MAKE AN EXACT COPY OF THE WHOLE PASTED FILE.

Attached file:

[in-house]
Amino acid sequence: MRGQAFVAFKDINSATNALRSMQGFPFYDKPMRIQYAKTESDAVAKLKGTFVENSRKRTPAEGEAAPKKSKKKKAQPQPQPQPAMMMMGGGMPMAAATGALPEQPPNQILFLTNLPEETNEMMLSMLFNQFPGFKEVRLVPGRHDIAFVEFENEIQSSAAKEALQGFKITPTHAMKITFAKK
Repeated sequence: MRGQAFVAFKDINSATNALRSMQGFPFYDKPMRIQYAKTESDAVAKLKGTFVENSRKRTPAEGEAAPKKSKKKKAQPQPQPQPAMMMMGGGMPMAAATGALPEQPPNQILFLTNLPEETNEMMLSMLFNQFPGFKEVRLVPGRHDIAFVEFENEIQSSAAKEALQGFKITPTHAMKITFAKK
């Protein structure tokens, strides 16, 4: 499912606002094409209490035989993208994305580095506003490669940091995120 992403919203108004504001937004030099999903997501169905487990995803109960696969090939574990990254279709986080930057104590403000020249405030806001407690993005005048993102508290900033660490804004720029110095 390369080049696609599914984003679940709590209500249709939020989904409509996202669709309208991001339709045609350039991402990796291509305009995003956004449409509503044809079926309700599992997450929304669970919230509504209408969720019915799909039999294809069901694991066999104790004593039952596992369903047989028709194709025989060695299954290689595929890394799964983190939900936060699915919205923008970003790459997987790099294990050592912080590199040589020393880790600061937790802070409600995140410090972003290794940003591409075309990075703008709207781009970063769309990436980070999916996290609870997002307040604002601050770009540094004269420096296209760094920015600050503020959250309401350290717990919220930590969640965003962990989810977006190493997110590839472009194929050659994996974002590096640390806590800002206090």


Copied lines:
[in-house]
Amino acid sequence: MRGQAFVAFKDINSATNALRSMQGFPFYDKPMRIQYAKTESDAVAKLKGTFVENSRKRTPAEGEAAPKKSKKKKAQPQPQPQPAMMMMGGGMPMAAATGALPEQPPNQILFLTNLPEETNEMMLSMLFNQFPGFKEVRLVPGRHDIAFVEFENEIQSSAAKEALQGFKITPTHAMKITFAKK
Repeated sequence: MRGQAFVAFKDINSATNALRSMQGFPFYDKPMRIQYAKTESDAVAKLKGTFVENSRKRTPAEGEAAPKKSKKKKAQPQPQPQPAMMMMGGGMPMAAATGALPEQPPNQILFLTNLPEETNEMMLSMLFNQFPGFKEVRLVPGRHDIAFVEFENEIQSSAAKEALQGFKITPTHAMKITFAKK
């Protein structure tokens, strides 16, 4: 499912606002094409209490035989993208994305580095506003490669940091995120 992403919203108004504001937004030099999903997501169905487990995803109960696969090939574990990254279709986080930057104590403000020249405030806001407690993005005048993102508290900033660490804004720029110095 390369080049696609599914984003679940709590209500249709939020989904409509996202669709309208991001339709045609350039991402990796291509305009995003956004449409509503044809079926309700599992997450929304669970919230509504209408969720019915799909039999294809069901694991066999104790004593039952596992369903047989028709194709025989060695299954290689595929890394799964983190939900936060699915919205923008970003790459997987790099294990050592912080590199040589020393880790600061937790802070409600995140410090972003290794940003591409075309990075703008709207781009970063769309990436980070999916996290609870997002307040604002601050770009540094004269420096296209760094920015600050503020959250309401350290717990919220930590969640965003962990989810977006190493997110590839472009194929050659994996974002590096640390806590800002206090």